The Evolution of Sociality and the Polyvagal Theory

Author: J Sean Doody1, Gordon Burghardt2, Vladimir Dinets3
1 Department of Integrative Biology, University of South Florida - St. Petersburg Campus, 140 7(th) Ave. South, St. Petersburg, Florida 33701, USA.
2 Department of Psychology, University of Tennessee, 1404 Circle Drive, Knoxville, TN 37996; Department of Ecology and Evolutionary Biology, University of Tennessee, Knoxville, TN 37996.
3 Department of Psychology, University of Tennessee, 1404 Circle Drive, Knoxville, TN 37996.
Conference/Journal: Biol Psychol
Date published: 2023 Apr 22
Other: Special Notes: doi: 10.1016/j.biopsycho.2023.108569. , Word Count: 260

The polyvagal theory (PT), offered by Porges (2021), proposes that the autonomic nervous system (ANS) was repurposed in mammals, via a "second vagal nerve", to suppress defensive strategies and support the expression of sociality. Three critical assumptions of this theory are that (1) the transition of the ANS was associated with the evolution of 'social' mammals from 'asocial' reptiles; (2) the transition enabled mammals, unlike their reptilian ancestors, to derive a biological benefit from social interactions; and (3) the transition forces a less parsimonious explanation (convergence) for the evolution of social behavior in birds and mammals, since birds evolved from a reptilian lineage. Two recently published reviews, however, provided compelling evidence that the social-asocial dichotomy is overly simplistic, neglects the diversity of vertebrate social systems, impedes our understanding of the evolution of social behavior, and perpetuates the erroneous belief that one group-non-avian reptiles-is incapable of complex social behavior. In the worst case, if PT depends upon a transition from 'asocial reptiles' to 'social mammals,' then the ability of PT to explain the evolution of the mammalian ANS is highly questionable. A great number of social behaviors occur in both reptiles and mammals. In the best case, PT has misused the terms 'social' and 'asocial'. Even here, however, the theory would still need to identify a particular suite of behaviors found in mammals and not reptiles that could be associated with, or explain, the transition of the ANS, and then replace the 'asocial' and 'social' labels with more specific descriptors.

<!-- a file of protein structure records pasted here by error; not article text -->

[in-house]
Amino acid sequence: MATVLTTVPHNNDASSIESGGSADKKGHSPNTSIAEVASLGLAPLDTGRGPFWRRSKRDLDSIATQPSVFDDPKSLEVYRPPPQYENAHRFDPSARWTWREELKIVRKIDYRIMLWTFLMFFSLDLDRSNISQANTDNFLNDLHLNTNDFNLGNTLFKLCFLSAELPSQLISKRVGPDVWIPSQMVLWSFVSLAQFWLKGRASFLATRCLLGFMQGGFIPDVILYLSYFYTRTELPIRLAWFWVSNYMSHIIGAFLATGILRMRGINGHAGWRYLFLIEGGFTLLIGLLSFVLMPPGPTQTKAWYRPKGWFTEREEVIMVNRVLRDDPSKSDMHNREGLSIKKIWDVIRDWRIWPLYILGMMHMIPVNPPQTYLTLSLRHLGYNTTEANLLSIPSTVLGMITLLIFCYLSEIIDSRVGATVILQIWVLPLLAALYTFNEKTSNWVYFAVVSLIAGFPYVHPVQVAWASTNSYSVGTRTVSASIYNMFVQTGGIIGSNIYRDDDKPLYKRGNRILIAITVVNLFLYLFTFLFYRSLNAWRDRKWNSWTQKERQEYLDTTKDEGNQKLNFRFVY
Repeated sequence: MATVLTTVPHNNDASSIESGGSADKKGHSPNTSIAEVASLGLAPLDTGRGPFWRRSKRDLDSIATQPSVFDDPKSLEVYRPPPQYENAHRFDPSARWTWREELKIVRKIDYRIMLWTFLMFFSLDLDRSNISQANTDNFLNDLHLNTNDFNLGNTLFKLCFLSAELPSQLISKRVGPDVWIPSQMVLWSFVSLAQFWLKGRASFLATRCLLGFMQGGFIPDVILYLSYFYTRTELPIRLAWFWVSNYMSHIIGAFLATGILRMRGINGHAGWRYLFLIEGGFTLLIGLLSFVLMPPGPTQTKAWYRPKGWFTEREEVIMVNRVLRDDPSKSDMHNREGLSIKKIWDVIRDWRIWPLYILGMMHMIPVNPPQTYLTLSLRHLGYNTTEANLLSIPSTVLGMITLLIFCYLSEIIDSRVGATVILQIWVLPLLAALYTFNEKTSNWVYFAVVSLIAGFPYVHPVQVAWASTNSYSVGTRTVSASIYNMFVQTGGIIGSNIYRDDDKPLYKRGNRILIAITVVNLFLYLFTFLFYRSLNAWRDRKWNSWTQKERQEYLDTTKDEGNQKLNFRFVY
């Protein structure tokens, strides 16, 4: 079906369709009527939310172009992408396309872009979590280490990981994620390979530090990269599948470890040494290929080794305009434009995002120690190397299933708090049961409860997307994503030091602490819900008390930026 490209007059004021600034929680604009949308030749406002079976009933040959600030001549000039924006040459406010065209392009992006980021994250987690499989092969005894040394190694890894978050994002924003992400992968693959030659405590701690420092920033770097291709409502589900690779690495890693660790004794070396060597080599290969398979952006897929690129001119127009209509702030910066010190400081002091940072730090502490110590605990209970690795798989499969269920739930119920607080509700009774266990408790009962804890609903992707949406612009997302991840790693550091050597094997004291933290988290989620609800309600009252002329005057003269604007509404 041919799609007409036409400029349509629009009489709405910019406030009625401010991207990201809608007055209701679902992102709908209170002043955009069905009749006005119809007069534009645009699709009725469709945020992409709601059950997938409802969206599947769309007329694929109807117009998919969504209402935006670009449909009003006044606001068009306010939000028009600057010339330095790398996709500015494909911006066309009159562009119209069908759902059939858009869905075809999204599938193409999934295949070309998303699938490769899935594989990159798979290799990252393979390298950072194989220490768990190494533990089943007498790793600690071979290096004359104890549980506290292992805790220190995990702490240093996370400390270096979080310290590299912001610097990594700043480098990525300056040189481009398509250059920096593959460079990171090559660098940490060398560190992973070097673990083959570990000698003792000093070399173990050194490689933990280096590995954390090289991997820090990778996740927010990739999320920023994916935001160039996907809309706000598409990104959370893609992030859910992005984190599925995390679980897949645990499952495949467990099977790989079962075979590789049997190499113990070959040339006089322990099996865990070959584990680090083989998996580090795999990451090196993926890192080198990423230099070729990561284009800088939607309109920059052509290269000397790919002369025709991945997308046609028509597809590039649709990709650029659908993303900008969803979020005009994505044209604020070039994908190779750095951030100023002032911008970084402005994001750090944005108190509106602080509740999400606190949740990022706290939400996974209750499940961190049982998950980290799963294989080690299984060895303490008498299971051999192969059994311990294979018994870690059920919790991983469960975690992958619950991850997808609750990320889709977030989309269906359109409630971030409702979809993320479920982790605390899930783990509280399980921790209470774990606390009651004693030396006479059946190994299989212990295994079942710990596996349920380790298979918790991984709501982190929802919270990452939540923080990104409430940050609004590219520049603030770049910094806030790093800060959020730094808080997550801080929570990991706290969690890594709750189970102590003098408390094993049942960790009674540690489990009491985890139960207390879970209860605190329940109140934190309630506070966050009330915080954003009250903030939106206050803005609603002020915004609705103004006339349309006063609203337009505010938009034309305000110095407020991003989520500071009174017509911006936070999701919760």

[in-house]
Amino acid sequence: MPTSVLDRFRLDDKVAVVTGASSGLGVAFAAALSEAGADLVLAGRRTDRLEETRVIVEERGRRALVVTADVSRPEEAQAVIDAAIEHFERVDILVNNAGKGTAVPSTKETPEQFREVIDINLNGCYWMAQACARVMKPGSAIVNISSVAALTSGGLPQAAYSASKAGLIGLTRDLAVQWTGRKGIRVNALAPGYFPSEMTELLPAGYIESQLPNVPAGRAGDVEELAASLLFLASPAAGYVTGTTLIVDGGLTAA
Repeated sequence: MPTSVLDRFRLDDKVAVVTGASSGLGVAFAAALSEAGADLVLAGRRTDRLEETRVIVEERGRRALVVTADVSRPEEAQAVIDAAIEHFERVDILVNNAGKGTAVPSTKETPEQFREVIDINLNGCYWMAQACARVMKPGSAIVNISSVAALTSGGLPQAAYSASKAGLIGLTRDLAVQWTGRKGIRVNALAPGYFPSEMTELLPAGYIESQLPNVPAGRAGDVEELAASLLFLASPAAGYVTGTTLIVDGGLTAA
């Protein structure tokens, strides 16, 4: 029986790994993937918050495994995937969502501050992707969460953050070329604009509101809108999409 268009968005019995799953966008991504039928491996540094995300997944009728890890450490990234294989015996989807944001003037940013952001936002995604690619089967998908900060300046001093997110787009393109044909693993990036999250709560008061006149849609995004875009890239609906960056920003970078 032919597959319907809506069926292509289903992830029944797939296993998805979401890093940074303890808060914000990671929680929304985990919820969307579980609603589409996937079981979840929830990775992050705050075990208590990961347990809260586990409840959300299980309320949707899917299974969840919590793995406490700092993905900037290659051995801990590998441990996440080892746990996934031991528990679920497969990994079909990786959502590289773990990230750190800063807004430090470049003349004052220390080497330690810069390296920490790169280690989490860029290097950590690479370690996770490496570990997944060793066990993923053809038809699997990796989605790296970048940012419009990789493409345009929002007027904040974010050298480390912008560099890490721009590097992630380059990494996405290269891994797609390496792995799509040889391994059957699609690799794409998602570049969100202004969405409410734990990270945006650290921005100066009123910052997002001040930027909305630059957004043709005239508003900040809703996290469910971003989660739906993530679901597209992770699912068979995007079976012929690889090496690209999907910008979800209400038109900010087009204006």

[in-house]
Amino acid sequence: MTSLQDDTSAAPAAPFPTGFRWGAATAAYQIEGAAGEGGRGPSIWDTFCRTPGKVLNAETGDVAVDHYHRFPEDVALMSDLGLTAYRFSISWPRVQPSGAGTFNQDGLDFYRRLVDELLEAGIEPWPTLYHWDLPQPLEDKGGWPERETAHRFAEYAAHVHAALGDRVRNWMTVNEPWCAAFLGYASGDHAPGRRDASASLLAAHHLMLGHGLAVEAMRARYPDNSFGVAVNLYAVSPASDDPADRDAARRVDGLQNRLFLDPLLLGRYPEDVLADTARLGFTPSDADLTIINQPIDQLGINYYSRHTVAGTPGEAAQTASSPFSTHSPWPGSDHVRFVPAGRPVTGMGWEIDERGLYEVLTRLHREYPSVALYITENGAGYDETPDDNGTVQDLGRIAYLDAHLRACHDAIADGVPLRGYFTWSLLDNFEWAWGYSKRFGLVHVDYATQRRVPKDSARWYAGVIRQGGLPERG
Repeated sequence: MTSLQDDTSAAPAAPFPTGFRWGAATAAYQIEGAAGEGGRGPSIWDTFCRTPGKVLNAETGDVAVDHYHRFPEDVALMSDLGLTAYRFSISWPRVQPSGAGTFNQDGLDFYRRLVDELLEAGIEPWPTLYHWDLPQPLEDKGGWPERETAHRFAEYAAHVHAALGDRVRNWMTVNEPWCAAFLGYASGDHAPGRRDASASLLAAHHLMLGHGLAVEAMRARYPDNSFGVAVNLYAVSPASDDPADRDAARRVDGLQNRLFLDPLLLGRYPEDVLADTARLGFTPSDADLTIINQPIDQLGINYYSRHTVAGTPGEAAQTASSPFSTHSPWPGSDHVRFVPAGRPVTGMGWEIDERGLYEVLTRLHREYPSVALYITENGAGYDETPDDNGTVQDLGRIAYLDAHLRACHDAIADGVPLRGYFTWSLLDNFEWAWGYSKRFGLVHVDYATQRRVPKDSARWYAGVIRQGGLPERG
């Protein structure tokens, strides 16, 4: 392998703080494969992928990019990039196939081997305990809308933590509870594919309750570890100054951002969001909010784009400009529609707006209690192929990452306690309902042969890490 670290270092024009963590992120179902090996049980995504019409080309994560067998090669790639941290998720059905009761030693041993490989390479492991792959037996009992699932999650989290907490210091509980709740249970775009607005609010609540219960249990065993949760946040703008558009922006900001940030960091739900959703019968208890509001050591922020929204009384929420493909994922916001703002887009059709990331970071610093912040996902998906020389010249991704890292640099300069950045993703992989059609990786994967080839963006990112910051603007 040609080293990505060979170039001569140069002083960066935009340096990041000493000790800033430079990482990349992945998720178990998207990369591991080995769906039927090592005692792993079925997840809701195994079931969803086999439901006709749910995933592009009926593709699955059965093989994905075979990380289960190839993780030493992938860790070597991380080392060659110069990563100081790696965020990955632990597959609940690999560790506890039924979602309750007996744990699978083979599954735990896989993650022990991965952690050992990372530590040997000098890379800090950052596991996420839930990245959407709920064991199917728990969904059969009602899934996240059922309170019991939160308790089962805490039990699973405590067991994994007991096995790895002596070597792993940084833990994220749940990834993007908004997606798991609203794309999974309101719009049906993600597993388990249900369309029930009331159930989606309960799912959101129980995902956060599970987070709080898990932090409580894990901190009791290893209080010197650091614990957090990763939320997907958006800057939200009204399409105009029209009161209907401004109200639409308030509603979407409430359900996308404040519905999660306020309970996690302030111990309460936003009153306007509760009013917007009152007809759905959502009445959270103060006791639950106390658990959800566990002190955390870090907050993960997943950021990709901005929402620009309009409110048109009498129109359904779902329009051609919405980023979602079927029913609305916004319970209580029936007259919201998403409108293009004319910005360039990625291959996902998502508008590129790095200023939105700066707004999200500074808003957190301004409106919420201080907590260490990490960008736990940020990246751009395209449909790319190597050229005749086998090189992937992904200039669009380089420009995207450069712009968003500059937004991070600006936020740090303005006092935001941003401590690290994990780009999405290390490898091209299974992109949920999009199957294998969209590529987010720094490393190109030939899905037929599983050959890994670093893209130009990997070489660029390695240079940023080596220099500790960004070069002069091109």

Keywords: Social behavior; autonomic nervous system; mammals; reptiles; vagus nerves.

PMID: 37094735 DOI: 10.1016/j.biopsycho.2023.108569